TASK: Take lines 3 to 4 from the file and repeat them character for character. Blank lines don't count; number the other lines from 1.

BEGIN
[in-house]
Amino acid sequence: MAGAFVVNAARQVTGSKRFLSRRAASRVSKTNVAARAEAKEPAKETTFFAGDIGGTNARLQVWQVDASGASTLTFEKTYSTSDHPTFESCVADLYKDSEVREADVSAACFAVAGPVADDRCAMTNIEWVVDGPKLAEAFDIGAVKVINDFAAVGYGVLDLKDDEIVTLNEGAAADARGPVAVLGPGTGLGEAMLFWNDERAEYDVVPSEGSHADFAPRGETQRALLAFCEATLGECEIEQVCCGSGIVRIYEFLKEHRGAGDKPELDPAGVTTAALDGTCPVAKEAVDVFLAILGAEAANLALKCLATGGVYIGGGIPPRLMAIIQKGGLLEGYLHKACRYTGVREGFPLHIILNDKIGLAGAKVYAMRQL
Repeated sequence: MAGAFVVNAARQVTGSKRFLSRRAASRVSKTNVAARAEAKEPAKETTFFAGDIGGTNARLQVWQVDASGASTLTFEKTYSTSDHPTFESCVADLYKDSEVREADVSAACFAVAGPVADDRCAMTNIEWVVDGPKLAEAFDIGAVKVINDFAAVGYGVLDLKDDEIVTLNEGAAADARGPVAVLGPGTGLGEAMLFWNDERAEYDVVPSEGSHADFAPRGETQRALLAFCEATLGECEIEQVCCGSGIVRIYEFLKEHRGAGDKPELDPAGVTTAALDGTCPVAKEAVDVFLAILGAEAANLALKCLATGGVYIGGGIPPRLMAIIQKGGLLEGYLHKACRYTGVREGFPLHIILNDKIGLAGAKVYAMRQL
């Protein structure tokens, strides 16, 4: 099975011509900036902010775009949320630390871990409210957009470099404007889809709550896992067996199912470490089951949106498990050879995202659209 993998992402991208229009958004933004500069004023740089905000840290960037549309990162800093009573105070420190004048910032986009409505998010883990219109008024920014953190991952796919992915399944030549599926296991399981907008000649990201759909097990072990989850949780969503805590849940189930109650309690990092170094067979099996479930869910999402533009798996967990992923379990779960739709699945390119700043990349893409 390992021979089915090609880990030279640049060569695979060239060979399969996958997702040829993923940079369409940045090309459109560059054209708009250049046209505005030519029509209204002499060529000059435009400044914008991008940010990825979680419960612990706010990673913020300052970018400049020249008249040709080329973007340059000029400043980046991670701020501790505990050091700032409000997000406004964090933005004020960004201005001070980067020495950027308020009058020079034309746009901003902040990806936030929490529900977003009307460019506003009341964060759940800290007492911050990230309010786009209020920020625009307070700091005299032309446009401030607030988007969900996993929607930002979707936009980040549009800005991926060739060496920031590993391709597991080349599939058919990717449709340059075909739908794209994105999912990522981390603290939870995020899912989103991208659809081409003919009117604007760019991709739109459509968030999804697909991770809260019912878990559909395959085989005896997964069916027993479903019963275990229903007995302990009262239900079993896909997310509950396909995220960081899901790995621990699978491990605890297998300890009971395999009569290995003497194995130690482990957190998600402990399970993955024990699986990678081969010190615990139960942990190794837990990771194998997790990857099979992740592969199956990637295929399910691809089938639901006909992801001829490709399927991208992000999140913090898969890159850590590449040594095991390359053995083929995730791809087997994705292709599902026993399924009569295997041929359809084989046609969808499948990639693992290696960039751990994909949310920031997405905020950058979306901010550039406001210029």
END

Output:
Repeated sequence: MAGAFVVNAARQVTGSKRFLSRRAASRVSKTNVAARAEAKEPAKETTFFAGDIGGTNARLQVWQVDASGASTLTFEKTYSTSDHPTFESCVADLYKDSEVREADVSAACFAVAGPVADDRCAMTNIEWVVDGPKLAEAFDIGAVKVINDFAAVGYGVLDLKDDEIVTLNEGAAADARGPVAVLGPGTGLGEAMLFWNDERAEYDVVPSEGSHADFAPRGETQRALLAFCEATLGECEIEQVCCGSGIVRIYEFLKEHRGAGDKPELDPAGVTTAALDGTCPVAKEAVDVFLAILGAEAANLALKCLATGGVYIGGGIPPRLMAIIQKGGLLEGYLHKACRYTGVREGFPLHIILNDKIGLAGAKVYAMRQL
């Protein structure tokens, strides 16, 4: 099975011509900036902010775009949320630390871990409210957009470099404007889809709550896992067996199912470490089951949106498990050879995202659209 993998992402991208229009958004933004500069004023740089905000840290960037549309990162800093009573105070420190004048910032986009409505998010883990219109008024920014953190991952796919992915399944030549599926296991399981907008000649990201759909097990072990989850949780969503805590849940189930109650309690990092170094067979099996479930869910999402533009798996967990992923379990779960739709699945390119700043990349893409 390992021979089915090609880990030279640049060569695979060239060979399969996958997702040829993923940079369409940045090309459109560059054209708009250049046209505005030519029509209204002499060529000059435009400044914008991008940010990825979680419960612990706010990673913020300052970018400049020249008249040709080329973007340059000029400043980046991670701020501790505990050091700032409000997000406004964090933005004020960004201005001070980067020495950027308020009058020079034309746009901003902040990806936030929490529900977003009307460019506003009341964060759940800290007492911050990230309010786009209020920020625009307070700091005299032309446009401030607030988007969900996993929607930002979707936009980040549009800005991926060739060496920031590993391709597991080349599939058919990717449709340059075909739908794209994105999912990522981390603290939870995020899912989103991208659809081409003919009117604007760019991709739109459509968030999804697909991770809260019912878990559909395959085989005896997964069916027993479903019963275990229903007995302990009262239900079993896909997310509950396909995220960081899901790995621990699978491990605890297998300890009971395999009569290995003497194995130690482990957190998600402990399970993955024990699986990678081969010190615990139960942990190794837990990771194998997790990857099979992740592969199956990637295929399910691809089938639901006909992801001829490709399927991208992000999140913090898969890159850590590449040594095991390359053995083929995730791809087997994705292709599902026993399924009569295997041929359809084989046609969808499948990639693992290696960039751990994909949310920031997405905020950058979306901010550039406001210029």